1047: To The Stone-Cutters

1047: To The Stone-Cutters

1047: To The Stone-Cutters


MAJOR: This fall, I spoke with listeners at the Twin Cities Book Festival about the place of poetry in their lives. This week, we’re sharing their stories.

MORGAN: I'm Morgan LaRocca. I live half in Minnesota and half in Baltimore, Maryland. I'm super lucky because poetry is a huge part of my daily life and my daily practice. I am a poet and I love to just write poems to my friends, to my grandma, to the natural world around me. I write in and out of Italian into English so that everyone that I love can read my poems. Um, so in my daily practice, it's really just a nourishing way of telling someone that you love them and that you're thinking about them and what they mean to you in your life and how they create a network of joy around you.

I started with small rhymes in Italian. My dad's from Italy and so I was always raised bilingually and it, it felt like a touchstone to understanding a culture that I couldn't live in. So I got these poems that my dad would recite in elementary school 'cause it was part of their tradition in Italy to recite fundamental poems. Um, and so they kind of became a prayer in like a way that I could connect to a place that I couldn't be in presently all the time. And then in high school, shout out to my 12th grade English teacher, Meekah Hopkins, who taught me basically that it is a space that you can enter in. She taught me that I could also write creatively. I didn't just have to recite things that came before me.

I love the ways that poets gather us together around that fire and tell...stories and acknowledge their lineage and speak to that and also speak to the future. And I think that literary events like the one that we're at right now is how we get people excited about poems off the page, and really remember that it was always an oral tradition. And that being said, I think that I love also seeing things on the page and the ways that like we get to invent language as poets and reconstruct it, and then challenge people say, hey, read this poem that might like look all over the page or read, like in couplets, and see how that works in your body somatically. And that’s why I love The Slowdown is, is it takes me back to the page after hearing a poem and helps me re-imagine what a poem can be. There's no right way to engage in this. It's somatic, it's on the page, it's — for you wherever you are right now.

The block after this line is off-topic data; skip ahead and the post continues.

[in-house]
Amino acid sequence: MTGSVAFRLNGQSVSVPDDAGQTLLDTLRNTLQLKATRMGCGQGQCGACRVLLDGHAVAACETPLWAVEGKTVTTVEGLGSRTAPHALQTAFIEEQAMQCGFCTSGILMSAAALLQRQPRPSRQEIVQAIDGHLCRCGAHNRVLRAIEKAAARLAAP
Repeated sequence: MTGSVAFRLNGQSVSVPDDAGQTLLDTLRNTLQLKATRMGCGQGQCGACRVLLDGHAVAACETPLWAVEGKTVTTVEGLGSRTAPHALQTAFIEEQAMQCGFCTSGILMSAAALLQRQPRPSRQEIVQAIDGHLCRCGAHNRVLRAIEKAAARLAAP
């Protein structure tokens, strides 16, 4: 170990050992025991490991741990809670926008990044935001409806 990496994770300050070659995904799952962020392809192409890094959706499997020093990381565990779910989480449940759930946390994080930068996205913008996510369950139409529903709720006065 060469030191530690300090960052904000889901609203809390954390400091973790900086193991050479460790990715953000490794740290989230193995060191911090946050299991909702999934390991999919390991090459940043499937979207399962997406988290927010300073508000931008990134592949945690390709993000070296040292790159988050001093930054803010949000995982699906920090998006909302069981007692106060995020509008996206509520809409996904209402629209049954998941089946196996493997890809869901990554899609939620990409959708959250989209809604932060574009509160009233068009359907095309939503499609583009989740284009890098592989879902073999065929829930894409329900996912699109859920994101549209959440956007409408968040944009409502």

MYKA: I’m Myka Kielbon, producer of The Slowdown.

I’ve never been to Italy, or Greece. But across the U.S. I’ve seen plenty of replica Greek and Roman architecture, like the monumental columns on my brother’s fraternity house, or, like much of the architecture in Washington D.C.

Standing at the foot of the Lincoln Memorial, it’s hard to believe that human beings crafted those structures from their own two hands. I feel that way, too, when I crack open a book to a monumental, cornerstone poem — or even a poem that, although obscure, feels like it reaches out directly to me, across the distance of many decades.

Our listener, Morgan, found writing poetry to be a tool to connect not only with their father’s homeland, but to connect with the people in their life, with their poetic lineages, with the body, and with nature.

By focusing on the way poetry feels in the body, Morgan reminds me of a route to access language that sometimes feels insurmountable. Today’s poem, at first, leans into the cynicism of the Romantics, into the truth of mortality. But as it turns, it finds solace in what we create.

To The Stone-Cutters
by Robinson Jeffers

Stone-cutters fighting time with marble, you foredefeated
Challengers of oblivion
Eat cynical earnings, knowing rock splits, records fall down,
The square-limbed Roman letters
Scale in the thaws, wear in the rain. The poet as well
Builds his monument mockingly;
For man will be blotted out, the blithe earth die, the brave sun
Die blind and blacken to the heart:
Yet stones have stood for a thousand years, and pained thoughts found
The honey of peace in old poems.